markets, including California and parts of Montana.
August it was reported that one million beer cans had been placed on
order, an amount requiring 18 carloads, half of which were 32 oz.
cans. The larger cans required the installation of
special equipment which cost $5,000 (which would be equivalent to over $100,000 today).
That November of '37, exactly a year after the Brewery introduced canned
beer in the 12 oz. can, Golden Age was the first brewery in
Washington State to offer their beer in a quart size, cap-sealed
(aka cone-top) can, as well as in quart sized bottles. The Crown, Cork and Seal Co. was the first to make the qt. size available.
About the same time there was a change in labels. The "Select Beer" label on the steinie was changed
from a black label to an off-white label, with a slightly different layout.
1938 saw more changes to Golden Age's packaging. In April "Royal
Select" became available in the steinie, with the off-white label, as well as in the sleek "champagne" style
long-neck bottle. However, this streamlined shape was soon replaced by the traditional style,
long-neck bottle with shoulders.
A month later, Morris introduced a new brew to the brewery's line-up.
"Select Export Pale" was available in 12 and 32 oz. cone-top cans or bottled in the steinie.
At the same time they started using the slogan
that would remain in use for the life of the Brewery: "Always
Right!" The only exception was for about a year during WW2 when
they used, "It's the Flavor".This would have annoyed the Olympia
Brewing Co. who's slogan was, "It's the Water". They may have filed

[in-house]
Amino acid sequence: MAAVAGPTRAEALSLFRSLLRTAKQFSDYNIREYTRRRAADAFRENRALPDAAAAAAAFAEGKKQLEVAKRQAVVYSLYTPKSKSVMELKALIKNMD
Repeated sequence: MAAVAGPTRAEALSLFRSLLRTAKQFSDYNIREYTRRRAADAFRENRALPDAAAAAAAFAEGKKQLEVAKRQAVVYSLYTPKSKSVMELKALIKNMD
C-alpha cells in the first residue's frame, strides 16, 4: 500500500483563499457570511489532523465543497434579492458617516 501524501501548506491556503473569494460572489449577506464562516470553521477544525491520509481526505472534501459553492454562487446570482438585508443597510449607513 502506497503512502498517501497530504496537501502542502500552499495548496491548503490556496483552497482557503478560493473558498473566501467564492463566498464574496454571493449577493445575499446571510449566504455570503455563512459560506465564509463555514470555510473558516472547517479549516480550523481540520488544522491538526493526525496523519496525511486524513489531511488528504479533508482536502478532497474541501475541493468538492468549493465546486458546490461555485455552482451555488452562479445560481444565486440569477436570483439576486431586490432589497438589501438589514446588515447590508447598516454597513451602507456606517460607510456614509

a complaint since Golden Age dropped it.
However "Select Export Pale" didn't resonate with consumers and the
brand was gone by
the end of the following year. Also gone was the German slogan on
the can's red band - "Hopfen und Malz Gott erhalts" which means,
Hops and malt - may God preserve. This slogan was also on the 1938
version of the 12 oz., black, "Select Beer" can. This was no doubt dropped due
to the anti-German sentiment from the war in Europe.
1939 saw continued growth and Golden Age now had distributors in
California and Hawaii. The Brewery also purchased a fleet of art deco,
refrigerated, delivery trucks for local accounts, and two aluminum
bodied, 13 ton trucks for long distance delivery through four
1940 opened in January with a new brew, "Pale Select".
Gone was the brand with the obscure word jumble of "Select Export
Pale". This new product was touted as a "light and delicate, low
calorie beer", and companion to the other "Select" brand in the
line-up, "Royal Select" - which was "darker and slightly heavier".
March of '40 saw the first shipment to Alaska, and by this time
bottled goods had overtaken kegged beer. Then late in 1940, a new
product was added to the brewery's line-up. Drawing on his early training on English style ales while in London, Morris introduced
his "Golden Age Ale" that December.
He formulated his "London Style" ale in both 4.5% and 6.5% strengths. Ale
was a more popular drink in the East, but like Bock beer, it was
expected to be included in a brewery's line-up. The brand lasted for at least five years,
but strangely he didn't produce another top-fermenting ale for the rest of his career.
1941 would become a pivotal year for the Golden Age Brewery as well as all U.S. breweries.
In March the Brewery's board of directors chose a new president for the company, and just 17 days later Morrris Rosauer tendered his resignation.